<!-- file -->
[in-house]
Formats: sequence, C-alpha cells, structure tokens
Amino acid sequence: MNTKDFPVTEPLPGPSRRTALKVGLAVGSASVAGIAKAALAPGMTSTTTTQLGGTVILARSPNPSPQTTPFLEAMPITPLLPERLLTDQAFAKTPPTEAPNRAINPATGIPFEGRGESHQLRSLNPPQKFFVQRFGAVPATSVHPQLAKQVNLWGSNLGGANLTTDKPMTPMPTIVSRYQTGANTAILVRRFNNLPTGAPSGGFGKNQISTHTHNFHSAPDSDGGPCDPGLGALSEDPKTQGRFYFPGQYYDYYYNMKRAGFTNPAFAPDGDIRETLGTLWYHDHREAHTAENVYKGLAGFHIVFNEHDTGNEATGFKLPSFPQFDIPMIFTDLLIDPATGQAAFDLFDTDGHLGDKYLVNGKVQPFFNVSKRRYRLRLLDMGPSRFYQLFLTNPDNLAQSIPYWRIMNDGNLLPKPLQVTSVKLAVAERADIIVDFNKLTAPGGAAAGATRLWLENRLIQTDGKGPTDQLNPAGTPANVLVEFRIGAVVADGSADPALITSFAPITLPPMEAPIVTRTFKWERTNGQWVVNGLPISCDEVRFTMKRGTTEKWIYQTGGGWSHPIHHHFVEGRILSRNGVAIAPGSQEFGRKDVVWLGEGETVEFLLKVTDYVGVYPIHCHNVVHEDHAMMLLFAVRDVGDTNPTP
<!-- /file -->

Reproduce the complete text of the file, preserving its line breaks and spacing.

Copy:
[in-house]
Formats: sequence, C-alpha cells, structure tokens
Amino acid sequence: MNTKDFPVTEPLPGPSRRTALKVGLAVGSASVAGIAKAALAPGMTSTTTTQLGGTVILARSPNPSPQTTPFLEAMPITPLLPERLLTDQAFAKTPPTEAPNRAINPATGIPFEGRGESHQLRSLNPPQKFFVQRFGAVPATSVHPQLAKQVNLWGSNLGGANLTTDKPMTPMPTIVSRYQTGANTAILVRRFNNLPTGAPSGGFGKNQISTHTHNFHSAPDSDGGPCDPGLGALSEDPKTQGRFYFPGQYYDYYYNMKRAGFTNPAFAPDGDIRETLGTLWYHDHREAHTAENVYKGLAGFHIVFNEHDTGNEATGFKLPSFPQFDIPMIFTDLLIDPATGQAAFDLFDTDGHLGDKYLVNGKVQPFFNVSKRRYRLRLLDMGPSRFYQLFLTNPDNLAQSIPYWRIMNDGNLLPKPLQVTSVKLAVAERADIIVDFNKLTAPGGAAAGATRLWLENRLIQTDGKGPTDQLNPAGTPANVLVEFRIGAVVADGSADPALITSFAPITLPPMEAPIVTRTFKWERTNGQWVVNGLPISCDEVRFTMKRGTTEKWIYQTGGGWSHPIHHHFVEGRILSRNGVAIAPGSQEFGRKDVVWLGEGETVEFLLKVTDYVGVYPIHCHNVVHEDHAMMLLFAVRDVGDTNPTP